Sunday, September 26, 2004

Sometimes the newspapers are very kind to us. Here's an article in the New York Times, Sunday Magazine today, called "Fear and Laptops on the Campaign Trail." It addresses the question of whether or not blogs are journalism (it runs under the tagline: "Are bloggers ruining political journalism or recharging it?"). This is one of the evaluatory "positions" (so-called after Eve Sedgwick and her new work in Touching Feeling) on blogs that I discussed in my recent AoIR 5.0 talk and which I'll be talking about again in Perth, Australia later this year.

It's no surprise that the article asserts (with blinding self-obviousness, ala Althusser and interpellation) that "successful" blogs are blogs with lots of (quantifiable) readers, which already, in just that inconspicuous, seemingly uncontentious claim, does the major work of defining 1. what a blog is (a vehicle for self-promotion, therefore authorially aligned with an Author), 2. how it works (by seducing readers into acts of consumption), 3. how it succeeds and fails (see above; thereby asserting THAT success and failure are relevent or applicable terms), and 4. how it operates at a cultural level (by disseminating itself like websites or books or newspapers or "regular" journalism, etc.). The rest of the article is colouful detail and repetition of claims.


Wednesday, September 22, 2004

Nina, Kat and I are all just back from the Association of Internet Researchers Annual Conference (AoIR 5.0). On the eve of the resuscitation of my own work on blogs and personal photography (I take up my new grant on Oct. 1), I tried to see most of the blog papers. Again and again, my reaction was to feel as though the debates and problems being aired in relation to blogs were not my debates and problems. This kind of estrangement happens between disciplines and in that sense, I'm not surprised--nevertheless, I was surprised. Some disciplines are, of course, closer than others: they share methods, theory, favourite authors and important historical points of reference. Others, which one might think to be nearer relations (e.g the disciplines which have taken up blogs), in fact overlap very little. In a sense, that's all fine and this isn't a complaint. After all, the fact that we're all working on blogs guarantees no kind of complementarity. On the other hand, what if I want to create lines of connection with those researchers, e.g. the ones approaching blogs through quantitative methods, or through the framework of "Uses and Gratifications" theory (something I'd not heard anything about until the conference this year, where it turned up as a popular way to link bloggers with their motivations)? I've spent a fair bit of time working closely and collaboratively with disciplines that aren't my own (e.g. design, art), so the problem isn't in that solely. But so far I'm flummoxed on this one. This is a wider gulf than I'm used to encountering. I need to think more about it, look over my notes from the blog talks, and possibly strike up some more detailed conversations.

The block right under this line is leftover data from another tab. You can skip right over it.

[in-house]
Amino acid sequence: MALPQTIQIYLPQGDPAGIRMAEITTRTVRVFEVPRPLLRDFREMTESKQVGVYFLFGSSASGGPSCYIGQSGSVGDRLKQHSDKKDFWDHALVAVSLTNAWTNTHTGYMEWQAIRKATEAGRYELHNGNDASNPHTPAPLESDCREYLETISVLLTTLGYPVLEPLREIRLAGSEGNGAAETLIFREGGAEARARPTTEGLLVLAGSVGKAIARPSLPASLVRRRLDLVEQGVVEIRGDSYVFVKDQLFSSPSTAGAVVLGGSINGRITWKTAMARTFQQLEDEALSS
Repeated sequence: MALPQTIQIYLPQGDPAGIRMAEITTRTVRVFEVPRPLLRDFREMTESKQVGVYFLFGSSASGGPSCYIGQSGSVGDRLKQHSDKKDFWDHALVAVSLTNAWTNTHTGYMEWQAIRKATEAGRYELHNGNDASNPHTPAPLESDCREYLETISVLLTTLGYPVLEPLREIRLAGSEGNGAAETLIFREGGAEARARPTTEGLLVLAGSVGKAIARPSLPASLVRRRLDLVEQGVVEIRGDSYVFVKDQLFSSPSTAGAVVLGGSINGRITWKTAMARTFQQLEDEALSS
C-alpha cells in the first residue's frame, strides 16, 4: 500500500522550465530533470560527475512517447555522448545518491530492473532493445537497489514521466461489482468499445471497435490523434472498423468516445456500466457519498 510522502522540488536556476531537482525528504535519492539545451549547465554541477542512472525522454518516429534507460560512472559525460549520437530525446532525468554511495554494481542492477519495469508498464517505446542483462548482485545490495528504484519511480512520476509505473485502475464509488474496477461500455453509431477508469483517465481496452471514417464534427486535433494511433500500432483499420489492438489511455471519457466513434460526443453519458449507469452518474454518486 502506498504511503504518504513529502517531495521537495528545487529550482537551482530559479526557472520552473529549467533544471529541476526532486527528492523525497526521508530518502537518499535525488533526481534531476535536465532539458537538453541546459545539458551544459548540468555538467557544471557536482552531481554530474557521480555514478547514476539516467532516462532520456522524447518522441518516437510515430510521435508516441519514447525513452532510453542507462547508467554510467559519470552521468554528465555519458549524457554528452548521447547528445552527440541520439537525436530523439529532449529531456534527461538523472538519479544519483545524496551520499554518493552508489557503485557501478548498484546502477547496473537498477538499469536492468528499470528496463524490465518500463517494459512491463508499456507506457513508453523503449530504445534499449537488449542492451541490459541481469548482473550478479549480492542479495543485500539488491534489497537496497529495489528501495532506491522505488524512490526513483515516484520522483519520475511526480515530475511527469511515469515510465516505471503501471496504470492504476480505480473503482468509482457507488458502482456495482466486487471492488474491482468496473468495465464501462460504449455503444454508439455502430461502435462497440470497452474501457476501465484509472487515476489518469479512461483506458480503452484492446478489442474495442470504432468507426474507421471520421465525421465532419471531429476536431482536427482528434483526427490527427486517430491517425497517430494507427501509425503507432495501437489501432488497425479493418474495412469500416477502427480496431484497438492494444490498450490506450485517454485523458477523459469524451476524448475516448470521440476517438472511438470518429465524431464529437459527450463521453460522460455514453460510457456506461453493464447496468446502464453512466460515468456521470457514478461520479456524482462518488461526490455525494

Thursday, September 16, 2004

newcastle bridge

newcastle bridge
newcastle bridge,
originally uploaded by Damen and Walton.
Another test from flickr. Neat.


This is a test post from flickr, a fancy photo sharing thing.

Wednesday, September 08, 2004

I am at the Ubicomp conference in Nottingham. Yesterday I had the opportunity to participate and present at the Urban Frontier workshop run by Eric Paulos and Ken Anderson of Intel PAPR. Although it was a long day, with many many 8mins presentations and question time, it was really interesting to see so many different presentation styles, disciplinary approaches and projects. The workshop featured anthropologists, sociologists, designers, computer scientists, architects, urban planners and artists. Some projects were interesting, some less so, but overall it was very enjoyable. I received some thought provoking questions that will help me frame my work going forward given the Routemaster was officially retired last Friday night. I also had the chance to talk with Dr Janet Abrams, the Director of the Design Institute at the University of Minnesota. She gave a fascinating and deliberately controversial opening keynote presentation this morning - Ubiquity/Urbiquity: the B.U.G. and other Ludic(rous) Pursuits. Amongst other things she challenged the concept of ‘ubiquitous computing’ and the ‘user’ - specifically asking why we need more technology, everywhere, why every encounter has to be mediated by a digital device, why users tend to be flavourless, anonymous and cut from the same cloth and what adding an extra layer to everyday encounters actually delivers. It was a great critical start to the conference given the posters and demonstrations of all the new, innovative and sexy applications and devices had just been set up in the entrance halls.
- kat